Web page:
|The first excerpt represents the element of Air. It speaks of mental influences and the process of thought, and is drawn from Far From the Madding Crowd by Thomas Hardy:
arose and went off with Jan Coggan, who had offered
him a lodging. A few minutes later, when the remaining
ones were on their legs and about to depart, Fray came
back again in a hurry. Flourishing his finger ominously
he threw a gaze teeming with tidings just -- where his eye
alighted by accident, which happened to be in Joseph
"O -- what's the matter, what's the matter, Henery?"
said Joseph, starting back.
"What's a-brewing, Henrey?" asked Jacob and Mark
Far From the Madding Crowd
|The second excerpt represents the element of Fire. It speaks of emotional influences and base passions, and is drawn from The Street of Seven Stars by Mary Roberts Rinehart:
the unthinkable thing, to live for a time and suffer!
Stewart was not ignorant of all that went on in her mind. She had
threatened him with the balcony, just as, earlier in the winter,
it had been a window-ledge with which she had frightened him. But
there was this difference, whereas before he had drawn her back
from the window and clapped her into sanity, now he let her
alone. At the end of one of their quarrels she had flung out on
to the balcony, and then had watched him through the opening in
the shutter. He had lighted a cigarette!
Stewart spent every daylight hour at the hotel, or walking over
the mountain roads, seldom alone with Anita, but always near her.
|The third excerpt represents the element of Water. It speaks of pure spiritual influences and feelings of love, and is drawn from Little Women by Louisa May Alcott:
to father. I was very grateful for his kindness, and would be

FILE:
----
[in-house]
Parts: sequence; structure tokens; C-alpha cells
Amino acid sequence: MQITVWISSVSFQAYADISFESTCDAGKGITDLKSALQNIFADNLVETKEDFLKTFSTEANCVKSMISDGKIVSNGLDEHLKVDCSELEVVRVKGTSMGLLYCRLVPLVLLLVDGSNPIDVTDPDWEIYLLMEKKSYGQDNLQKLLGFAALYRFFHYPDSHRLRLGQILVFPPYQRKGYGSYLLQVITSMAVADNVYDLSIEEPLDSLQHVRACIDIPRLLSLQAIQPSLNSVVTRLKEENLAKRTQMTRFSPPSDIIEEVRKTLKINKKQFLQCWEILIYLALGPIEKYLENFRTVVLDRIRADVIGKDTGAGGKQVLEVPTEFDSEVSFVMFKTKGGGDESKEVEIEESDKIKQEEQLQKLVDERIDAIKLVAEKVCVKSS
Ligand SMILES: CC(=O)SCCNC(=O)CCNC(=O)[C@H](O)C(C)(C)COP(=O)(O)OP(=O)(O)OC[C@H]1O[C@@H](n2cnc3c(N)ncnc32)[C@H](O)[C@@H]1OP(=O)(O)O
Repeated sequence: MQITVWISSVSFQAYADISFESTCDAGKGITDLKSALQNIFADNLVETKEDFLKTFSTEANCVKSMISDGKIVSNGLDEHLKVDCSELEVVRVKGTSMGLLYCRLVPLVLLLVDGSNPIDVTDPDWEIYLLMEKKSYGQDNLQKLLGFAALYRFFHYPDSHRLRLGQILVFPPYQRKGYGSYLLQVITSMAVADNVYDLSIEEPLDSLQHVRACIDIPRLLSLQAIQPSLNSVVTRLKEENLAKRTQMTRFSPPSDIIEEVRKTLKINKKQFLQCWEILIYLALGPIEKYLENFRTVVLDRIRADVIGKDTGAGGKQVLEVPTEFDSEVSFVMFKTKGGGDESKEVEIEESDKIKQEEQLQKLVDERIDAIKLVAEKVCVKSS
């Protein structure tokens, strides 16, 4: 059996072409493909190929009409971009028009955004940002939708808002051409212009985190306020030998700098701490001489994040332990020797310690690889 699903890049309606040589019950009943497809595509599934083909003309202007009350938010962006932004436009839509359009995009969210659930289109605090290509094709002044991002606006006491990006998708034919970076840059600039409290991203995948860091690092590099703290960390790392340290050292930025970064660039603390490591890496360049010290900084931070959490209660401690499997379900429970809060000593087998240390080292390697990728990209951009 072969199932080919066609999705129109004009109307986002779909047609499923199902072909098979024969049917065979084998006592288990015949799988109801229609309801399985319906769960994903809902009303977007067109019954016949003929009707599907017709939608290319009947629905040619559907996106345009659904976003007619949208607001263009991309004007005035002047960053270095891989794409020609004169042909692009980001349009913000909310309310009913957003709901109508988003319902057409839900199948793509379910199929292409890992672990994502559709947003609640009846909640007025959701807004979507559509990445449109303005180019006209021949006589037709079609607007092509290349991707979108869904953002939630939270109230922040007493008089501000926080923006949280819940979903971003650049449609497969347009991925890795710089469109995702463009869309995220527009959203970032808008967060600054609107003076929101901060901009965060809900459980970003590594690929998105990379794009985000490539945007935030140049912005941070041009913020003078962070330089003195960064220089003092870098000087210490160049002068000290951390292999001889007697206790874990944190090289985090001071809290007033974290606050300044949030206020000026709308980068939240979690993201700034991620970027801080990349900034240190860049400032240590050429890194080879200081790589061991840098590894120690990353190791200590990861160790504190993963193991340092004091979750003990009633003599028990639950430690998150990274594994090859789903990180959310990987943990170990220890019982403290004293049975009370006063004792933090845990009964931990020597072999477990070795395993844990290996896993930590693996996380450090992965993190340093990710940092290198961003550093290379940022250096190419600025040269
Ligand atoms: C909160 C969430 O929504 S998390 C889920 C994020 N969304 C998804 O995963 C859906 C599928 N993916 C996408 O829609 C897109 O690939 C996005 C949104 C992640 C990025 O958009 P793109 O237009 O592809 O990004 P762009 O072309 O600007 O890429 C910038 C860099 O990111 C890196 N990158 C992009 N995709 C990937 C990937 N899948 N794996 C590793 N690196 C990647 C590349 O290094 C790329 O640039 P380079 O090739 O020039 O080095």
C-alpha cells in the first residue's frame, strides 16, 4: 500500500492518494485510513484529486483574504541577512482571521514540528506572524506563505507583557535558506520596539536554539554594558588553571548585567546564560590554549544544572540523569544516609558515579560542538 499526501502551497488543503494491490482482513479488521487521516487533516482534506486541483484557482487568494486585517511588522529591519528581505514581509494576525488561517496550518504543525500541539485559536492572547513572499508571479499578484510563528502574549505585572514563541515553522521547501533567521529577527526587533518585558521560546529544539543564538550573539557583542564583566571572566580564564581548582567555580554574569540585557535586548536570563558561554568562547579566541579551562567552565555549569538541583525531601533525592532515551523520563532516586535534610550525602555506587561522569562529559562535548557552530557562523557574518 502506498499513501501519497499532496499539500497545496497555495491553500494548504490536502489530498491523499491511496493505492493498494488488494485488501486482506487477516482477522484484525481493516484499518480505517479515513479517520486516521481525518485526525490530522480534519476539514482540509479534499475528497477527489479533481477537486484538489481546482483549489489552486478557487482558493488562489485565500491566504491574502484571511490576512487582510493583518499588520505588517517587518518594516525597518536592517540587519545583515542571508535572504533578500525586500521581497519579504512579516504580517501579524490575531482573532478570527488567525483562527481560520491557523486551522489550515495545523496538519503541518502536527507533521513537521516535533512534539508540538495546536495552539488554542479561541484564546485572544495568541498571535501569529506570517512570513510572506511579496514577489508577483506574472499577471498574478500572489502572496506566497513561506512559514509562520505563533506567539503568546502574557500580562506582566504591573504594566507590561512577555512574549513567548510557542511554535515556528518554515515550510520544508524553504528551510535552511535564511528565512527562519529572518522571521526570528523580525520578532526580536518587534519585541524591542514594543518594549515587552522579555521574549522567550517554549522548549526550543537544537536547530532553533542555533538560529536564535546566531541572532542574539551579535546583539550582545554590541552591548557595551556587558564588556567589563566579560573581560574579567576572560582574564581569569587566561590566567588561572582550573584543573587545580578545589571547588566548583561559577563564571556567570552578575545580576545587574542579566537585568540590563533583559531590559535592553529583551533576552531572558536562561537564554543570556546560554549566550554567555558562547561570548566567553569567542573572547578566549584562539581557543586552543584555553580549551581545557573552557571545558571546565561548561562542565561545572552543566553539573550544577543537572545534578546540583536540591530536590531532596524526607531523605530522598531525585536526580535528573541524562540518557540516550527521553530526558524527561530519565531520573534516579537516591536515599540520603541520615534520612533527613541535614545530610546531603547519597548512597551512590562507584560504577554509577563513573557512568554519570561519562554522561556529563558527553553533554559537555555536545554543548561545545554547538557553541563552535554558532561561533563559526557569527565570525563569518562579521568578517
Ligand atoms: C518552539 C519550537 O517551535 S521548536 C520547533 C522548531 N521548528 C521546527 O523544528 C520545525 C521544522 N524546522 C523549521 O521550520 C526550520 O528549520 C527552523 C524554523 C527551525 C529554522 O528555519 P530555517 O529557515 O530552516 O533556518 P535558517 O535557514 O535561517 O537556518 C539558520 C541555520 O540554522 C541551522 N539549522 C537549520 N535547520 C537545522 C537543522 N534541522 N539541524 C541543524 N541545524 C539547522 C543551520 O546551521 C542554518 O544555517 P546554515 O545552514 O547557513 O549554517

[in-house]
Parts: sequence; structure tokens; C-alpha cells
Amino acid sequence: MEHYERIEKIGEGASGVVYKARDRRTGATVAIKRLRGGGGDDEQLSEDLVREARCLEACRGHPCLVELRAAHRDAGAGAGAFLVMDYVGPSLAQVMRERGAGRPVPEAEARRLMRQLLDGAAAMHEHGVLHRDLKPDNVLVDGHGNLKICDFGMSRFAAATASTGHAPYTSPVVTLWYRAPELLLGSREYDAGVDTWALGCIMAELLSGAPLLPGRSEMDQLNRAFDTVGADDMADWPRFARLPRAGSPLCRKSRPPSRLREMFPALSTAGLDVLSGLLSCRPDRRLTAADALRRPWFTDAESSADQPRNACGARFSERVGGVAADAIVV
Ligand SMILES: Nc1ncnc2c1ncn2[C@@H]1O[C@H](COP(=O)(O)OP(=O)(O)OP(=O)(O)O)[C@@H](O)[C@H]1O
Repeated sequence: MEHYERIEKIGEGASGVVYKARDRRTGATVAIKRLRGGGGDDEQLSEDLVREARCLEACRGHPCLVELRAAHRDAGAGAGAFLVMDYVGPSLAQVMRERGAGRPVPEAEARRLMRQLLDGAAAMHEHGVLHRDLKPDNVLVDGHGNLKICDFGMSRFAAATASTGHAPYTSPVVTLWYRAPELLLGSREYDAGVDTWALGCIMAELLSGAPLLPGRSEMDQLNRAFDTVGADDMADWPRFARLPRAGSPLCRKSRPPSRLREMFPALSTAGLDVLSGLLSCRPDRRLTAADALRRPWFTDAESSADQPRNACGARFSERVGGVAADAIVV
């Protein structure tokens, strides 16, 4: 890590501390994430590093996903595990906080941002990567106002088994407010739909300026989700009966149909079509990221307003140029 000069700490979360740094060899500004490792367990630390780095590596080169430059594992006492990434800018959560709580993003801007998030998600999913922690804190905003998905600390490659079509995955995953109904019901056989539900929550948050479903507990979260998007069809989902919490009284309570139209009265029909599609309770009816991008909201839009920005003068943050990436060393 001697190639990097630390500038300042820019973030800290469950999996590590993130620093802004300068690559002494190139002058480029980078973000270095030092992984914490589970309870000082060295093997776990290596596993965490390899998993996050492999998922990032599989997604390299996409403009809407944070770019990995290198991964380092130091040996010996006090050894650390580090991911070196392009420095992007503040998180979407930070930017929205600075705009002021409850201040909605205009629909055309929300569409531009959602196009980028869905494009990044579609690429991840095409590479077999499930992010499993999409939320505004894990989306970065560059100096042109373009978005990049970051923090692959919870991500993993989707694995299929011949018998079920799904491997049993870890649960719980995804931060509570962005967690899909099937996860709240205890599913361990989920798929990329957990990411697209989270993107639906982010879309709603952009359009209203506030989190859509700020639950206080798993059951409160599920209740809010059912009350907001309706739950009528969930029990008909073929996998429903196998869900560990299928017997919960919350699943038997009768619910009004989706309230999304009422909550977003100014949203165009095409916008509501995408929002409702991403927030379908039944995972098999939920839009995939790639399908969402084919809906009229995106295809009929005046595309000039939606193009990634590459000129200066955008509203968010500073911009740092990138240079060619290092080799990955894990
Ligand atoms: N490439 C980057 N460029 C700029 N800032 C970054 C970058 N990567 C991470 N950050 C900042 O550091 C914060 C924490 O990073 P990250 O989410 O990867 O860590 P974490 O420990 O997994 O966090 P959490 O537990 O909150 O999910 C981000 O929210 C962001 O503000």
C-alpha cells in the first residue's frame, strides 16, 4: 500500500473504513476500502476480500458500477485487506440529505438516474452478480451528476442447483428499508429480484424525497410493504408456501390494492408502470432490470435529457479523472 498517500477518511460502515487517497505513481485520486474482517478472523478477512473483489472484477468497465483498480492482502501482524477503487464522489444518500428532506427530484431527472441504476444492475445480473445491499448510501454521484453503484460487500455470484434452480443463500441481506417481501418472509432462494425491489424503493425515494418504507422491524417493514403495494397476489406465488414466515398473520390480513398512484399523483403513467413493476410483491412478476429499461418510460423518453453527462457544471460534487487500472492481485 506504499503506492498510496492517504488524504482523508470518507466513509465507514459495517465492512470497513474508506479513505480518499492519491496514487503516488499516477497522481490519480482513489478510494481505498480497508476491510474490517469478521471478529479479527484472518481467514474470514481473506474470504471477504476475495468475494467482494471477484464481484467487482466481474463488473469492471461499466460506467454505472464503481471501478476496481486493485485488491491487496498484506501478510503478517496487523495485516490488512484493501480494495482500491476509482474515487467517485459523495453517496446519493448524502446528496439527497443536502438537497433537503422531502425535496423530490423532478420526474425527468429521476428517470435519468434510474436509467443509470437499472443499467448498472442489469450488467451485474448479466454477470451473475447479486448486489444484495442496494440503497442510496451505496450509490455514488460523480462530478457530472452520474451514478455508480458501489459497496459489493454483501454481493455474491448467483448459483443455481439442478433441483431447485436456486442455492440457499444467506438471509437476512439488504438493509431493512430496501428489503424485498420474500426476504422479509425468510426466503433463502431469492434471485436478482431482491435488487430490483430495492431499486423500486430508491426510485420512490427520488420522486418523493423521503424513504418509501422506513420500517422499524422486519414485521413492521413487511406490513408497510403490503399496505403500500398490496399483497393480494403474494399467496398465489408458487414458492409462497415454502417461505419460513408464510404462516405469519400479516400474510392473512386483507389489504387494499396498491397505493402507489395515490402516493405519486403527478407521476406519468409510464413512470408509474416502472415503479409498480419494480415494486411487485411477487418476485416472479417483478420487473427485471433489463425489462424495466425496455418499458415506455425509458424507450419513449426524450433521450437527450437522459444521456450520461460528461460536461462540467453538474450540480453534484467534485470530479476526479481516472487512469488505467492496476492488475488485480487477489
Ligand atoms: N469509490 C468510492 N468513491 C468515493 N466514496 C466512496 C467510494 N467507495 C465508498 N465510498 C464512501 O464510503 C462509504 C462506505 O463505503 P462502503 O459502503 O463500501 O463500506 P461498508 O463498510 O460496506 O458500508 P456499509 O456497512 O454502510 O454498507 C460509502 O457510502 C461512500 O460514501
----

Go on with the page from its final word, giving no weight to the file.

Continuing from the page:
his friend, but nothing more, for a long while."
Mrs. March smiled, as if well pleased, and Jo clapped her
hands, exclaiming, with a laugh, "You are almost equal to
Caroline Percy, who was a pattern of prudence! Tell on, Meg.
What did he say to that?"
"He writes in a different way entirely, telling me that he
never sent any love letter at all, and is very sorry that my
roguish sister, Jo, should take liberties with our names. It's
very kind and respectful, but think how dreadful for me!"
Meg leaned against her mother, looking the image of despair,
|The fourth excerpt represents the element of Earth. It speaks of physical influences and the impact of the unseen on the visible world, and is drawn from Records of a Family of Engineers by Robert Louis Stevenson:
lighthouse, consisting of nine courses, might be seen in the
immediate vicinity, and also that one of the vessels which, in
compliment to her father's memory, had been named the SMEATON,
might also now be seen in Leith, she considered herself
extremely fortunate; and having first visited the works at
Greenside, she afterwards went to Leith to see the SMEATON,
then loading for the Bell Rock. On stepping on board, Mrs.
Dickson seemed to be quite overcome with so many concurrent
circumstances, tending in a peculiar manner to revive and
enliven the memory of her departed father, and, on leaving the
vessel, she would not be restrained from presenting the crew